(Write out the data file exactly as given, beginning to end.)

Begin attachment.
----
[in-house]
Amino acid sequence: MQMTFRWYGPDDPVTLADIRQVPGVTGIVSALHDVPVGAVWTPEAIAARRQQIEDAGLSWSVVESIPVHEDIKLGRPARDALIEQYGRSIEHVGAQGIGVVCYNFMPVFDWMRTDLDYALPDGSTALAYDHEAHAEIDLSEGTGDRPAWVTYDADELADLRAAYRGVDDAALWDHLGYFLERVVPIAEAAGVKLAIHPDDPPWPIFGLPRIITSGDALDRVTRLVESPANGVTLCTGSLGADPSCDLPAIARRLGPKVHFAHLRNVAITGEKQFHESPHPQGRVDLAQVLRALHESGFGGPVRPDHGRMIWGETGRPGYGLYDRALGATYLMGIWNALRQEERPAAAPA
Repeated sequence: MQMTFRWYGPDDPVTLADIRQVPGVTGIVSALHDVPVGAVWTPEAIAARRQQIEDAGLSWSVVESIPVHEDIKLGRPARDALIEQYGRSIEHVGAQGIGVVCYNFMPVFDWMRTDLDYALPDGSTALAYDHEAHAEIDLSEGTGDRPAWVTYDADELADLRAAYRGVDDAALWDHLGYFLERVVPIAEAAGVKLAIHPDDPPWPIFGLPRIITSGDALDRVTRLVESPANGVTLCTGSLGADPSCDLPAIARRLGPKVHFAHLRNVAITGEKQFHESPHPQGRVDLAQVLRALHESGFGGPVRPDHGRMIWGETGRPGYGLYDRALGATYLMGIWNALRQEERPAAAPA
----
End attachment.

[in-house]
Amino acid sequence: MQMTFRWYGPDDPVTLADIRQVPGVTGIVSALHDVPVGAVWTPEAIAARRQQIEDAGLSWSVVESIPVHEDIKLGRPARDALIEQYGRSIEHVGAQGIGVVCYNFMPVFDWMRTDLDYALPDGSTALAYDHEAHAEIDLSEGTGDRPAWVTYDADELADLRAAYRGVDDAALWDHLGYFLERVVPIAEAAGVKLAIHPDDPPWPIFGLPRIITSGDALDRVTRLVESPANGVTLCTGSLGADPSCDLPAIARRLGPKVHFAHLRNVAITGEKQFHESPHPQGRVDLAQVLRALHESGFGGPVRPDHGRMIWGETGRPGYGLYDRALGATYLMGIWNALRQEERPAAAPA
Repeated sequence: MQMTFRWYGPDDPVTLADIRQVPGVTGIVSALHDVPVGAVWTPEAIAARRQQIEDAGLSWSVVESIPVHEDIKLGRPARDALIEQYGRSIEHVGAQGIGVVCYNFMPVFDWMRTDLDYALPDGSTALAYDHEAHAEIDLSEGTGDRPAWVTYDADELADLRAAYRGVDDAALWDHLGYFLERVVPIAEAAGVKLAIHPDDPPWPIFGLPRIITSGDALDRVTRLVESPANGVTLCTGSLGADPSCDLPAIARRLGPKVHFAHLRNVAITGEKQFHESPHPQGRVDLAQVLRALHESGFGGPVRPDHGRMIWGETGRPGYGLYDRALGATYLMGIWNALRQEERPAAAPA